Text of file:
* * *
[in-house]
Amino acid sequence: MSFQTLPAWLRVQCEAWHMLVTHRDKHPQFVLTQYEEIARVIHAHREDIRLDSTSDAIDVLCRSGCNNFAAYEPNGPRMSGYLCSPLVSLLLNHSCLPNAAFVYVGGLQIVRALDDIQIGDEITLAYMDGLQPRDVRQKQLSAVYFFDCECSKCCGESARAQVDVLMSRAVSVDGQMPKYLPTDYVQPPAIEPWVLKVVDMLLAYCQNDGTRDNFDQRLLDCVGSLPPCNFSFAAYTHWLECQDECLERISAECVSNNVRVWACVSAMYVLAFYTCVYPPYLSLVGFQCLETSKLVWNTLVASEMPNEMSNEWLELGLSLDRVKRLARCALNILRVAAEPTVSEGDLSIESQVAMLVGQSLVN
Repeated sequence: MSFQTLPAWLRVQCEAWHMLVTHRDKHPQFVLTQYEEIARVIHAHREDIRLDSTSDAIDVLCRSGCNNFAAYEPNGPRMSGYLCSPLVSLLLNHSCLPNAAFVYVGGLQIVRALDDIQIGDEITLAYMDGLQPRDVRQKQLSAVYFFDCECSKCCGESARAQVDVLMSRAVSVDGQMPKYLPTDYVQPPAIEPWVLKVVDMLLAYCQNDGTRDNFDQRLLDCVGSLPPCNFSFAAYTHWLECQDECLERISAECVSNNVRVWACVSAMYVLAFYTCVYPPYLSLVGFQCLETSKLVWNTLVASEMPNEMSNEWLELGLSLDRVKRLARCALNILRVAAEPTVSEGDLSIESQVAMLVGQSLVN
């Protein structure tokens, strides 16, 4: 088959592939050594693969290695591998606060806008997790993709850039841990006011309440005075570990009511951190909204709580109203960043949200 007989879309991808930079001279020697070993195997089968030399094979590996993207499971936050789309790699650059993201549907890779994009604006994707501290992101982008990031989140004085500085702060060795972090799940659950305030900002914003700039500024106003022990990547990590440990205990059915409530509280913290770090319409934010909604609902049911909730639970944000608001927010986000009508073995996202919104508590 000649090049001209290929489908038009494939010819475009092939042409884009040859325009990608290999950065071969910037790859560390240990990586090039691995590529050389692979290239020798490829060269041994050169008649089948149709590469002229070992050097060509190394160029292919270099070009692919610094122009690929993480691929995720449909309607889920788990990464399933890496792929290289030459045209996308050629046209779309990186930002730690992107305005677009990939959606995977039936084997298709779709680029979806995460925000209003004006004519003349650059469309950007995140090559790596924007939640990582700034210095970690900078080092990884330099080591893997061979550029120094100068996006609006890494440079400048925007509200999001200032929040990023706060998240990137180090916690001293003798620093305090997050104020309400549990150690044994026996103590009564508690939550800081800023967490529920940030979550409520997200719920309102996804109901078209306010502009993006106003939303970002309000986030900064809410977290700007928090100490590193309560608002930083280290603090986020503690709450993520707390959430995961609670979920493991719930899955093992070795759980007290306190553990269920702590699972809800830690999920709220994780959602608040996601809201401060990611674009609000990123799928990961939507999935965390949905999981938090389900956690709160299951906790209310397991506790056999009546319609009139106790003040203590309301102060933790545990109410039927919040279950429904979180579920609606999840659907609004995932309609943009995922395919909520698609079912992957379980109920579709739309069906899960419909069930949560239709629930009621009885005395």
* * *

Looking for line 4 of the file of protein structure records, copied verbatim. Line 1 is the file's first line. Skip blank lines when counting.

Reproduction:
């Protein structure tokens, strides 16, 4: 088959592939050594693969290695591998606060806008997790993709850039841990006011309440005075570990009511951190909204709580109203960043949200 007989879309991808930079001279020697070993195997089968030399094979590996993207499971936050789309790699650059993201549907890779994009604006994707501290992101982008990031989140004085500085702060060795972090799940659950305030900002914003700039500024106003022990990547990590440990205990059915409530509280913290770090319409934010909604609902049911909730639970944000608001927010986000009508073995996202919104508590 000649090049001209290929489908038009494939010819475009092939042409884009040859325009990608290999950065071969910037790859560390240990990586090039691995590529050389692979290239020798490829060269041994050169008649089948149709590469002229070992050097060509190394160029292919270099070009692919610094122009690929993480691929995720449909309607889920788990990464399933890496792929290289030459045209996308050629046209779309990186930002730690992107305005677009990939959606995977039936084997298709779709680029979806995460925000209003004006004519003349650059469309950007995140090559790596924007939640990582700034210095970690900078080092990884330099080591893997061979550029120094100068996006609006890494440079400048925007509200999001200032929040990023706060998240990137180090916690001293003798620093305090997050104020309400549990150690044994026996103590009564508690939550800081800023967490529920940030979550409520997200719920309102996804109901078209306010502009993006106003939303970002309000986030900064809410977290700007928090100490590193309560608002930083280290603090986020503690709450993520707390959430995961609670979920493991719930899955093992070795759980007290306190553990269920702590699972809800830690999920709220994780959602608040996601809201401060990611674009609000990123799928990961939507999935965390949905999981938090389900956690709160299951906790209310397991506790056999009546319609009139106790003040203590309301102060933790545990109410039927919040279950429904979180579920609606999840659907609004995932309609943009995922395919909520698609079912992957379980109920579709739309069906899960419909069930949560239709629930009621009885005395």